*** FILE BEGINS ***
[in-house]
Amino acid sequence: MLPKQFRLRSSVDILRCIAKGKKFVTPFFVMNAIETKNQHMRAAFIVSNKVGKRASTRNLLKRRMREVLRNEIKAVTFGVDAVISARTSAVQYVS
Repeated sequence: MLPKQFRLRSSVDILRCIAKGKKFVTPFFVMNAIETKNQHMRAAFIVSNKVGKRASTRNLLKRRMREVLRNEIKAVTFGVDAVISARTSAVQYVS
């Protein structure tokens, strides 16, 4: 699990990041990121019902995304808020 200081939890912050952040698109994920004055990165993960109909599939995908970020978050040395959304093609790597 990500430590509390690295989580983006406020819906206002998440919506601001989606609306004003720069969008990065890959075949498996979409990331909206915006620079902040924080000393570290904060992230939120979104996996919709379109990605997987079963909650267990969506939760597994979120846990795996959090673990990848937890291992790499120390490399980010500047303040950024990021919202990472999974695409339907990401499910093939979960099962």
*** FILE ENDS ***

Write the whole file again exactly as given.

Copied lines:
[in-house]
Amino acid sequence: MLPKQFRLRSSVDILRCIAKGKKFVTPFFVMNAIETKNQHMRAAFIVSNKVGKRASTRNLLKRRMREVLRNEIKAVTFGVDAVISARTSAVQYVS
Repeated sequence: MLPKQFRLRSSVDILRCIAKGKKFVTPFFVMNAIETKNQHMRAAFIVSNKVGKRASTRNLLKRRMREVLRNEIKAVTFGVDAVISARTSAVQYVS
């Protein structure tokens, strides 16, 4: 699990990041990121019902995304808020 200081939890912050952040698109994920004055990165993960109909599939995908970020978050040395959304093609790597 990500430590509390690295989580983006406020819906206002998440919506601001989606609306004003720069969008990065890959075949498996979409990331909206915006620079902040924080000393570290904060992230939120979104996996919709379109990605997987079963909650267990969506939760597994979120846990795996959090673990990848937890291992790499120390490399980010500047303040950024990021919202990472999974695409339907990401499910093939979960099962």